Hunter, are you asking how the level of critical engagement within the institution might be changing? If so, take the “Revelations in Context” section of history.lds.org, and the new essays in “Gospel Topics”. These represent a very important shift towards critical approaches to scripture and teachings. At least, I think they do.

    Gary, that one is in my short queue. I can’t wait to get to it!

    Steve, I’m really looking forward to that series (and the diss).

    Comment by J. Stapley — March 11, 2014 @ 10:30 am

  7. That’s interesting, that Mormons should be looking towards Catholics rather than evangelicals. I hadn’t thought about it much, but I think I can see what you mean. I’ll have to peruse the Ratzinger preface.

    Comment by Saskia — March 11, 2014 @ 10:55 am

  8. Thanks for the recommendations, J.

    Comment by J Stuart — March 11, 2014 @ 2:25 pm

  9. This might be the conference you were referring too:

    http://rooneycenter.nd.edu/news-and-events/2013-mormon-catholic-conference/

    Bowman’s paper comparing correlation and Vatican II was fantastic.

    Comment by Bradley — March 11, 2014 @ 3:01 pm

  10. This is great, J. Wholeheartedly agree that Catholicism can often be a more helpful model for thinking about Mormonism–and certainly about Mormon ritual–than Protestantism. My post late next week, in fact, will look at Mormon ordinances through the lens of sacramental theology.

    Comment by Ryan T. — March 11, 2014 @ 4:30 pm

  11. That is it Bradley. Wish I could have attended.

    And I’ll look forward to that Ryan.

    Comment by J. Stapley — March 11, 2014 @ 5:40 pm

  12. Wholeheartedly agree that Catholicism can often be a more helpful model for thinking about Mormonism–and certainly about Mormon ritual–than Protestantism.

    Ryan, or J., say more about this–I don’t know enough for this to seem self-evident to me.

    Comment by Kristine — March 11, 2014 @ 9:07 pm

  13. Er, please say more about this :)

    Comment by Kristine — March 11, 2014 @ 9:08 pm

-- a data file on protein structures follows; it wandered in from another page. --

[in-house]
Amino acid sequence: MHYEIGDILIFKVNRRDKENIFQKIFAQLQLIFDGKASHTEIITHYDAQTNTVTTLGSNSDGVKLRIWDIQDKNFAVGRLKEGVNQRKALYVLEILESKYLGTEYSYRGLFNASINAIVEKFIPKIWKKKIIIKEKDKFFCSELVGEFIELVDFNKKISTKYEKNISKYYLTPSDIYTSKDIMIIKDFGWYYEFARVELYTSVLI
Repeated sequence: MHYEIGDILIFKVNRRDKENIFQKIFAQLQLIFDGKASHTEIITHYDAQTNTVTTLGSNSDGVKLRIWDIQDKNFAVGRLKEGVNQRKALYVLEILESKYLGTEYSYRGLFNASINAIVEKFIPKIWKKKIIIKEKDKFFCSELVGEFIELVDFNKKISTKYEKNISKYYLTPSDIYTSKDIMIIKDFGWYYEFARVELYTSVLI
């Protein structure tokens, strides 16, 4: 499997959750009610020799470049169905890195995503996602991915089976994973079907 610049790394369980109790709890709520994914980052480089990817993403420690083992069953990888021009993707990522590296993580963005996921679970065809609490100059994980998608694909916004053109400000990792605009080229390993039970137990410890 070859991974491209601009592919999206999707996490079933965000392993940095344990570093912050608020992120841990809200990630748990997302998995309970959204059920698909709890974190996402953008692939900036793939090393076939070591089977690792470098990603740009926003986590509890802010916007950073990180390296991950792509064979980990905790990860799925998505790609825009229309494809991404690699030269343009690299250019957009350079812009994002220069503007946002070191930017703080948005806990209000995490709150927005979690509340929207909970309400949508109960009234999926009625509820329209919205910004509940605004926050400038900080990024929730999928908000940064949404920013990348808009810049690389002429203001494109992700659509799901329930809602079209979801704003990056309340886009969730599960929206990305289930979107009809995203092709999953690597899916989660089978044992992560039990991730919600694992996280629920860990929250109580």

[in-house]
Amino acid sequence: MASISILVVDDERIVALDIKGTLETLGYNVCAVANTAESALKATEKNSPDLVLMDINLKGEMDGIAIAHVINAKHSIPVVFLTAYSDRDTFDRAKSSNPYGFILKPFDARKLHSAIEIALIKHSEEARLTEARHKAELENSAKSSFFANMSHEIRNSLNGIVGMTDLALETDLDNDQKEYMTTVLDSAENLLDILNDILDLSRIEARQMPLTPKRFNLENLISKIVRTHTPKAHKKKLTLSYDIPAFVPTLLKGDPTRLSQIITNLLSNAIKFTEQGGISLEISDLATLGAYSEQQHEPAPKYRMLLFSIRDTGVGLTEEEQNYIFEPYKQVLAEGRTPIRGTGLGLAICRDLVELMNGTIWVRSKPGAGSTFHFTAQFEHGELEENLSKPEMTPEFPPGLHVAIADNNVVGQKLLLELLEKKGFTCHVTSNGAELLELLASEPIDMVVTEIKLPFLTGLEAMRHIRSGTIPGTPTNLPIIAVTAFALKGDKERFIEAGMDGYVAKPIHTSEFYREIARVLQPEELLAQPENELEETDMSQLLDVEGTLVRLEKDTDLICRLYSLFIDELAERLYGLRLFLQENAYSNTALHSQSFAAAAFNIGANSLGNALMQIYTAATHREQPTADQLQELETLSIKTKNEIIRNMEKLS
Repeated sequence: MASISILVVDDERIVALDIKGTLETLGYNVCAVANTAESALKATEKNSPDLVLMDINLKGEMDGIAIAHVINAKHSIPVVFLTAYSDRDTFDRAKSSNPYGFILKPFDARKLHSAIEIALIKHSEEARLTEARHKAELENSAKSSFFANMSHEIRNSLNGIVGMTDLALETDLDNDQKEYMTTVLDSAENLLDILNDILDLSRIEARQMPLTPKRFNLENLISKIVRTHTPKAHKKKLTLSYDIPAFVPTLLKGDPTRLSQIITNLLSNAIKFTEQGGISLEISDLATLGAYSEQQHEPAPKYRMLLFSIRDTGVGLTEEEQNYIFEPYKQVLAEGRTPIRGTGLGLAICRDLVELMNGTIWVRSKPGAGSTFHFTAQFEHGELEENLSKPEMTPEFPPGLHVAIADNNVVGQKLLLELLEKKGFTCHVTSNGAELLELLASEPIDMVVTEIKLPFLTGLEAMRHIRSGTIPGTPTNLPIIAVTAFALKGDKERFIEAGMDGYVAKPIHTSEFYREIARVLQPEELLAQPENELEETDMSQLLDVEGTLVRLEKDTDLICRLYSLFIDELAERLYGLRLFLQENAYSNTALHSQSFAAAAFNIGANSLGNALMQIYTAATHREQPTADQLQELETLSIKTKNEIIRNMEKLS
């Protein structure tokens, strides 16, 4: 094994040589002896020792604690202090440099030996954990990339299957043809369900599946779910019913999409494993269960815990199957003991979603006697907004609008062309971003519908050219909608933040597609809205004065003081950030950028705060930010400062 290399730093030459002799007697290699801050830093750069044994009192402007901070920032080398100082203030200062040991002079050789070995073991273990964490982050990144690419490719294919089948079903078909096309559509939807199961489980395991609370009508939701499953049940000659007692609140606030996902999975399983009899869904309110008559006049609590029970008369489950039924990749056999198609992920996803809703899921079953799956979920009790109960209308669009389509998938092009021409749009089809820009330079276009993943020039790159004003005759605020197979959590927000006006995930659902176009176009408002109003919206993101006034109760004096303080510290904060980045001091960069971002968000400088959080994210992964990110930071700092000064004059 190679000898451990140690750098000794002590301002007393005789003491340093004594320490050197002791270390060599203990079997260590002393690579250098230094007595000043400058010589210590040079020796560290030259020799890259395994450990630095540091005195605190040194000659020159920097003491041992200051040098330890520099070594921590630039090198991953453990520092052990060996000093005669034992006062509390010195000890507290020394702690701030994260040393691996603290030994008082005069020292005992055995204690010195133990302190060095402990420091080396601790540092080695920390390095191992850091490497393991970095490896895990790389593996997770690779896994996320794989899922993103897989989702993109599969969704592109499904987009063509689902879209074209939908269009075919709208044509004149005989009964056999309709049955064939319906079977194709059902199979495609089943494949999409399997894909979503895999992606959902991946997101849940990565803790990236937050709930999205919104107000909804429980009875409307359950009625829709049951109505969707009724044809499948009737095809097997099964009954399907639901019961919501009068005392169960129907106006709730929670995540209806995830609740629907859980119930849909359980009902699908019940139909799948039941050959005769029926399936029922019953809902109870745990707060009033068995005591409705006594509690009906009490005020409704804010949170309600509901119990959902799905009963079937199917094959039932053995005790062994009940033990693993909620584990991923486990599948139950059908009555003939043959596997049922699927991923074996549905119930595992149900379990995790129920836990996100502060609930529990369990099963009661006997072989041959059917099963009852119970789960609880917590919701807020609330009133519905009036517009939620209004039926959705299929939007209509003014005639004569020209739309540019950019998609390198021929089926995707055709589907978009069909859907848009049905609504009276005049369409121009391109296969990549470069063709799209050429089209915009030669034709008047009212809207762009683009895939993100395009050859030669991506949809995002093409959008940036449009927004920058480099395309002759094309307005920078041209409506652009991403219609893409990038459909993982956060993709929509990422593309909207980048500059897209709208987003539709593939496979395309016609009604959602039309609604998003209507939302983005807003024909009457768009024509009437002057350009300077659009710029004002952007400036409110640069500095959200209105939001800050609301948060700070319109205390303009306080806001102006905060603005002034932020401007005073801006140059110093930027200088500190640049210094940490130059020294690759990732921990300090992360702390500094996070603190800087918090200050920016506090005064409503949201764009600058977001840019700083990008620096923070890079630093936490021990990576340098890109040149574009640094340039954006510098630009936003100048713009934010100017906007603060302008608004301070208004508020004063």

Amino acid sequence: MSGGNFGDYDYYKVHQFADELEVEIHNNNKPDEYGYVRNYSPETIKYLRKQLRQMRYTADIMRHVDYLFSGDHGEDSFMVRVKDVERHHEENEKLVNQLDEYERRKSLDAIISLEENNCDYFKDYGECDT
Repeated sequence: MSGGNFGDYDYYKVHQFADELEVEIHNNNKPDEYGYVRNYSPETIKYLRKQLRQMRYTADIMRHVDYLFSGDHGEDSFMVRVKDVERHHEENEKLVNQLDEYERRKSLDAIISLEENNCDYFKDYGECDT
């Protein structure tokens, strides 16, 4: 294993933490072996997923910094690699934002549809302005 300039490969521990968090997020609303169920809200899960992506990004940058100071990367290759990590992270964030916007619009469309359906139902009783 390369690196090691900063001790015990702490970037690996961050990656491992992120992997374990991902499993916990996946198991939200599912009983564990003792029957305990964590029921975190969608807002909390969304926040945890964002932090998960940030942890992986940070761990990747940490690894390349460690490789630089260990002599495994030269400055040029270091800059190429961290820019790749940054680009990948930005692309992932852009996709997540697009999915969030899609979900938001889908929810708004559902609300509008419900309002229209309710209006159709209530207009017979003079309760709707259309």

14. Just to be contrarian, most recently, I have found Tanya Luhrmann’s When God talks back: understanding the American evangelical relationship with God. to be quite useful when thinking about Mormons and lived religion.

    Comment by Kris — March 11, 2014 @ 9:21 pm

  15. Kristine, I’m sure that Ryan will add his own perspective, but I think that there are fundamental structural and developmental similarities between them, that allow for some productive analyses. Particularly the priesthood ecclesiology that wields authority beyond the limits of sola scriptura, and the existence of a venerable “tradition” create analogous tensions and periodic reformations in matters theological and liturgical (correlation really is a brilliant example of this, see pp. 25-28, and that isn’t even touching the work Bowman has done). Another example is a similar shift (and again I reiterate the deeply compressed comparative time scale) from oral to written records, that leads to a scenario where there is not always clear documentation for particular accretions. I do really think that the modernist crisis with the devotional historiography breaking on the shore of critical scholarship, which in turn yielded the modern catholic approach to the Bible, its history, its liturgy and more really is (or can be) performative for Mormons. Everyone calls Pope Emeritus Benedict XVI a conservative, but he is a book nerd of the highest order–one who has done a tremendous amount of lifting–and one hundred twenty years ago, would be nothing short of a radical (and one potentially excommunicated), I think.